Friday, February 11, 2011


Fasting and prayer reveals things hidden deeply away in our hearts. Tiredness, also, can do the same, as it tests our self-control. Add all three together and you get my three weeks of fasting concluded with our congregational all-night prayer. It has been a period of tears- both the happy and the sad, a period of dreaming for the future, a time of learning about grace, peace, power, and prayer; a time of seeing prayers answered in unexpected ways, and a special time to see attitudes within my own heart change before my eyes.  It has truly been an exciting time, a precious time. I don't want to forget what I have learned over these few weeks or grow weary of assembling the pieces of the lessons I haven't quite figured out yet-- like I might of a 1000+ piece monochromatic puzzle, the overwhelming feeling I can tend to adopt when attempting self examination. So, while there remains still much to contemplate and process, I believe one particular discovery merits sharing in this post, and that is the discovery of the frailty of my own life.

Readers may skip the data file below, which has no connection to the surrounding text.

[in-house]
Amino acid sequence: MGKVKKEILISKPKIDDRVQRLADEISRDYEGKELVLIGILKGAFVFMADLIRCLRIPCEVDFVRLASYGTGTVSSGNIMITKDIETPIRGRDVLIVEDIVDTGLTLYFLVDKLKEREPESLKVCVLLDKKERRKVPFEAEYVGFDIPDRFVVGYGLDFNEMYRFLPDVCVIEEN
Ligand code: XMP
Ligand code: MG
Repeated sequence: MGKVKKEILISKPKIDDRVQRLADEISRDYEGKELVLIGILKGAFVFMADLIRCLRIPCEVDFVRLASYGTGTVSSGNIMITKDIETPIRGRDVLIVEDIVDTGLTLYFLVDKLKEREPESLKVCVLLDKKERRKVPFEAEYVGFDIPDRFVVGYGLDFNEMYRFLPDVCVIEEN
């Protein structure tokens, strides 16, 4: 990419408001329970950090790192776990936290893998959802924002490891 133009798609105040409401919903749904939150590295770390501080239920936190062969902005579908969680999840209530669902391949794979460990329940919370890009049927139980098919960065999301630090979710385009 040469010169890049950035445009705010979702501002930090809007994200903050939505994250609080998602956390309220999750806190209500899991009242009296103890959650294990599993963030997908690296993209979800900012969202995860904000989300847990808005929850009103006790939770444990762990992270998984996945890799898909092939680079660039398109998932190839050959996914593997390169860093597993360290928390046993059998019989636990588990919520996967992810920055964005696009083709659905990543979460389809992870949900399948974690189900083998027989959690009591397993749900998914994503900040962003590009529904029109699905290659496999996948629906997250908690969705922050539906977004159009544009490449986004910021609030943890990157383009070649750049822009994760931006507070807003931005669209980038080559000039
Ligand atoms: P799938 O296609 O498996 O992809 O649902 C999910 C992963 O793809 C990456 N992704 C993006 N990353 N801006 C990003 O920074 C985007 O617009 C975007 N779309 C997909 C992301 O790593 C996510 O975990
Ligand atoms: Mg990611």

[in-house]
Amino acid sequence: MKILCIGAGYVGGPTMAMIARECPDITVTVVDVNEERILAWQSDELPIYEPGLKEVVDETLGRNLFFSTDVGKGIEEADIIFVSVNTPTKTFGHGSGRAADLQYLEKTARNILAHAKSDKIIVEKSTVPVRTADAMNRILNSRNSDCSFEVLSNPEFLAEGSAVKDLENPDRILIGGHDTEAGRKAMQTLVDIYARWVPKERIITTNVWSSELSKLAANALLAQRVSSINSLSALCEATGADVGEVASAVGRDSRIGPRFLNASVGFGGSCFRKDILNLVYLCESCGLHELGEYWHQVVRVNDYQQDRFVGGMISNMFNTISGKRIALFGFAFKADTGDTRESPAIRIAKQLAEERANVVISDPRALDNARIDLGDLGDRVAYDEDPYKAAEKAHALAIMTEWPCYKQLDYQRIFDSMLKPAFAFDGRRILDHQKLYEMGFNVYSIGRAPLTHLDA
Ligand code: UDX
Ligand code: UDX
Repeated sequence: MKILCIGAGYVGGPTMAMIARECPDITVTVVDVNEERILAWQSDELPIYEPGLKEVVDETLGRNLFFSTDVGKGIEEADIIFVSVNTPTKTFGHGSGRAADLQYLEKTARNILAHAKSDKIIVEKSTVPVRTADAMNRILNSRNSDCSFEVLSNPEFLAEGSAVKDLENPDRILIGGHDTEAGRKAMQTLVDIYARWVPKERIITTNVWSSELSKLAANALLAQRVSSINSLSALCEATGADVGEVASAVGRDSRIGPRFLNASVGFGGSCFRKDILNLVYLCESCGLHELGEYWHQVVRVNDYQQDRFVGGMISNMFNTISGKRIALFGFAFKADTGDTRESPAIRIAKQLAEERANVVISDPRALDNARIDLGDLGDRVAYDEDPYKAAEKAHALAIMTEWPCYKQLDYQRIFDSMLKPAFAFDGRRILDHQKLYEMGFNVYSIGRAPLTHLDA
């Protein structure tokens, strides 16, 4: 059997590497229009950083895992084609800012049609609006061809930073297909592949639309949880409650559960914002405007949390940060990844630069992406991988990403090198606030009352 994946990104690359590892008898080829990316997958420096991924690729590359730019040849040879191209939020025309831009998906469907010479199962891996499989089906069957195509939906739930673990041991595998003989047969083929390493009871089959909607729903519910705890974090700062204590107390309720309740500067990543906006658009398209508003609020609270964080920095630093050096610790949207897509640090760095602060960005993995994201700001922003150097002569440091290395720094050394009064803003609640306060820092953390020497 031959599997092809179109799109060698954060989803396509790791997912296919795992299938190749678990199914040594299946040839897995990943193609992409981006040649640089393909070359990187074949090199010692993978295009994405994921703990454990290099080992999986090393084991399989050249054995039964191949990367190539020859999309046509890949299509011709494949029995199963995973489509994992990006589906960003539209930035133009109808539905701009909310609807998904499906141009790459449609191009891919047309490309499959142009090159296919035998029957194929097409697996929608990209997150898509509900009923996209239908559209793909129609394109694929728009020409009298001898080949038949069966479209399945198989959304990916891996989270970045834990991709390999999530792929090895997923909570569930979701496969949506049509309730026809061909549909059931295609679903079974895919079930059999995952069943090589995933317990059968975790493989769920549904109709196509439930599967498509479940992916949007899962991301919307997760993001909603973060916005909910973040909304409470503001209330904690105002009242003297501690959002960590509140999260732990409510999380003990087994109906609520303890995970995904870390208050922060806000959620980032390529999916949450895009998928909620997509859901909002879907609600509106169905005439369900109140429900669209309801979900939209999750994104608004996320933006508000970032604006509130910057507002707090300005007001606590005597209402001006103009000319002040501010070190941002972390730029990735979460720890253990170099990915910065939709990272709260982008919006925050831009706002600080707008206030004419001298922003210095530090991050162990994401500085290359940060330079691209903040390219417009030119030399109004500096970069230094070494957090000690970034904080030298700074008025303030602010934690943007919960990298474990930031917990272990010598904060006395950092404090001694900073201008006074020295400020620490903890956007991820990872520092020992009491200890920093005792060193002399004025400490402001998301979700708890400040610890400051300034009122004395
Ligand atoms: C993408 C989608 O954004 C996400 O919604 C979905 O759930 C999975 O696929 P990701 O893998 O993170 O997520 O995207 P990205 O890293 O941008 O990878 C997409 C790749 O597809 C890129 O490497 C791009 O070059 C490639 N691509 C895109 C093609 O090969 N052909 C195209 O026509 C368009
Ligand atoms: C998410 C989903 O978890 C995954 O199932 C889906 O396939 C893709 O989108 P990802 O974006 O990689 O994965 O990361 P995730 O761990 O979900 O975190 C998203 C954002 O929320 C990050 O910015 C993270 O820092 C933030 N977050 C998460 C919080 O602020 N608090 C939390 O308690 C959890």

Moses prays, "Teach us to number our days aright, that we may gain a heart of wisdom" (Ps. 90). I believe there is now presented me the opportunity for growth in wisdom. Not that by the recent discovery have I gained any wisdom, but I have gained a greater knowledge of God (though only marginally so), and hopefully wisdom will come through the digestion and application of that new knowledge.

Review with me the last two weeks, in which events and thoughts began to come to a head: